To accommodate visual sensitivity in shared spaces, muted, matt and harmonious colour schemes could be incorporated into decorative objects, pictures, and textiles.

Colour psychology in Autism

Colours are described in terms of hue, lightness, and saturation and can influence our emotions and behaviours. Identifying hues in childhood is a significant building block in our cognitive development, creating an analytical link between words and visual clues. According to Sensational Colour, red is universally associated with danger, which triggers an emotional and physical reaction, affecting an individual’s actions.

Children are naturally drawn to bright hues as they are more stimulating and easier to see. However, autistic children see hues differently which has varying effects. Bright Autism found that “duller hues with white and grey undertones have a calming effect on kids in this spectrum.” Where most people would describe white as cold and uninviting, autistic people may perceive it as welcoming and comforting.

Colour therapy

Enhanced sensitivity in autistic children may result in specific colour preferences. Their colour preference can be identified at an early age through the introduction of crayons or multi-coloured toys. This preference should be taken into consideration when designing autism-friendly spaces.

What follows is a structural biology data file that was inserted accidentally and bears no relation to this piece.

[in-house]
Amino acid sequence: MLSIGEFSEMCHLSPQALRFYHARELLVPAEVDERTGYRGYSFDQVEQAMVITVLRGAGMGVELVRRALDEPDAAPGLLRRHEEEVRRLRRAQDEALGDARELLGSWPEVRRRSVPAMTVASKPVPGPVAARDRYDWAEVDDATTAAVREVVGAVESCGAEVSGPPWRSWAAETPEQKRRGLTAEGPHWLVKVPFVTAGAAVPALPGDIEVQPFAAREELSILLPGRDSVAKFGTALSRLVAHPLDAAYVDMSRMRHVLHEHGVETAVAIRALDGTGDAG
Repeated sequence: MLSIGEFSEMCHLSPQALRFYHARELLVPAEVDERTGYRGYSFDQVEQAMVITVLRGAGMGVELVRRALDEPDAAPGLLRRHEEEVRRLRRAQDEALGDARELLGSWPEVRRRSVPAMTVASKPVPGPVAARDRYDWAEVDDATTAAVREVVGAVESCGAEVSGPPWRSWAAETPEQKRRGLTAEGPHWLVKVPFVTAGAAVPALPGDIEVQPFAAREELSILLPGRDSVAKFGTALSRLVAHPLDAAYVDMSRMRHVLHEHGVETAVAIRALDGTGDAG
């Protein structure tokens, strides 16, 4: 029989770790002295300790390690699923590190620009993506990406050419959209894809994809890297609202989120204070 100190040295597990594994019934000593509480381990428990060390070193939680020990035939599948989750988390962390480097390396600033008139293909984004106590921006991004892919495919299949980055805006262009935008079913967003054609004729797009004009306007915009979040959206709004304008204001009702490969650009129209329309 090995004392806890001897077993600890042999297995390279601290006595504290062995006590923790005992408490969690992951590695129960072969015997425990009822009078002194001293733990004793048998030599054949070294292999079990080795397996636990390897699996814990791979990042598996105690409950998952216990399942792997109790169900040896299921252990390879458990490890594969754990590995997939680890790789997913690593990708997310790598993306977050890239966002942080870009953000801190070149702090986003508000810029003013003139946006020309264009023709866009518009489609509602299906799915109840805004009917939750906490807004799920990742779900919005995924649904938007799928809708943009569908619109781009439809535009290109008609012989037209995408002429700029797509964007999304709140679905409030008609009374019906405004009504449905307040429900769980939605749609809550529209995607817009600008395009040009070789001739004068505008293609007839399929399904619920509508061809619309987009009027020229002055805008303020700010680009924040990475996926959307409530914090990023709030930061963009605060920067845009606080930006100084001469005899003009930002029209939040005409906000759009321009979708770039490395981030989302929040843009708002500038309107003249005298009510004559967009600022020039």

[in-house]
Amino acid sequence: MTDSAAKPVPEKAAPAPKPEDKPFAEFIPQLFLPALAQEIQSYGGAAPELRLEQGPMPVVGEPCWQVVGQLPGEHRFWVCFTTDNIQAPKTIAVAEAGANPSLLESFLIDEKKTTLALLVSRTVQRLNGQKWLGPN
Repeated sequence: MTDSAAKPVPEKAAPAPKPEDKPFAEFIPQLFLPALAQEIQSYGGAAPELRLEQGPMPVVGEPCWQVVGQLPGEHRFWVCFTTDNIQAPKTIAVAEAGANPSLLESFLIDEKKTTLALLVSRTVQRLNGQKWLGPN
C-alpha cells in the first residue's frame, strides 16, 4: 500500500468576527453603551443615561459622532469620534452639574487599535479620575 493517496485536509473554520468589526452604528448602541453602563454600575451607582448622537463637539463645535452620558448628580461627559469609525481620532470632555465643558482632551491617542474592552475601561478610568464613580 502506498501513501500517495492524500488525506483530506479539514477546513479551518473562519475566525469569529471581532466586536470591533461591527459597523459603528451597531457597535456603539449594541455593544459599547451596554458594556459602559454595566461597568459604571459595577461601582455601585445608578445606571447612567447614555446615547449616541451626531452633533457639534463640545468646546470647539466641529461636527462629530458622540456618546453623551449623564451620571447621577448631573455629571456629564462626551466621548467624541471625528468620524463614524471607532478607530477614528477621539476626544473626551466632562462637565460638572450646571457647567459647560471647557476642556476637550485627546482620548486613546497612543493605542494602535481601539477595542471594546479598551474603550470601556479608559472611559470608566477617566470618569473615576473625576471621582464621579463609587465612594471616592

For example, overstimulation to certain hues can suppress or restrain impulses and behaviours. A colour that makes one person feel happy may make another aggravated, depending on past experiences.

Colour therapy is a successful method used to support autistic individuals in identifying and managing their moods. Identifying positive colour reactions can increase task performance and reading ability. The use of colours and lights can also improve communication skills and reinforce concepts and ideas.

Synaesthesia in Autism

There’s lots of research on the relationship between Autism and synaesthesia – many of which indicate it’s a common trait in autistic people.

Synaesthesia is when one sense is experienced through another, and this experience varies for each person. Synaesthesia typically starts in childhood and comes in many forms; a taste can have a shape, a word can have a colour, the months of the year may be felt around the body. Some people even experience more than one type of synaesthesia.

In 2007, researchers published a case study about an individual with synaesthesia named Daniel Tammet. He sees numbers in different colours, textures, and shapes. He also has advanced recall, reciting the entire 22,414 digits of the Pi ratio from memory!

While many autistic people experience synaesthesia, it is still considered rare and is difficult to detect. Almost always though, there’s a strong relationship to colour and how this is perceived.

Find out more

Voyage Care’s person-centred approach to autism support  ensures all autistic people we support receive the best quality care from specially trained staff and autism experts. For more information on the services we provide, visit our autism support page.

Make An Enquiry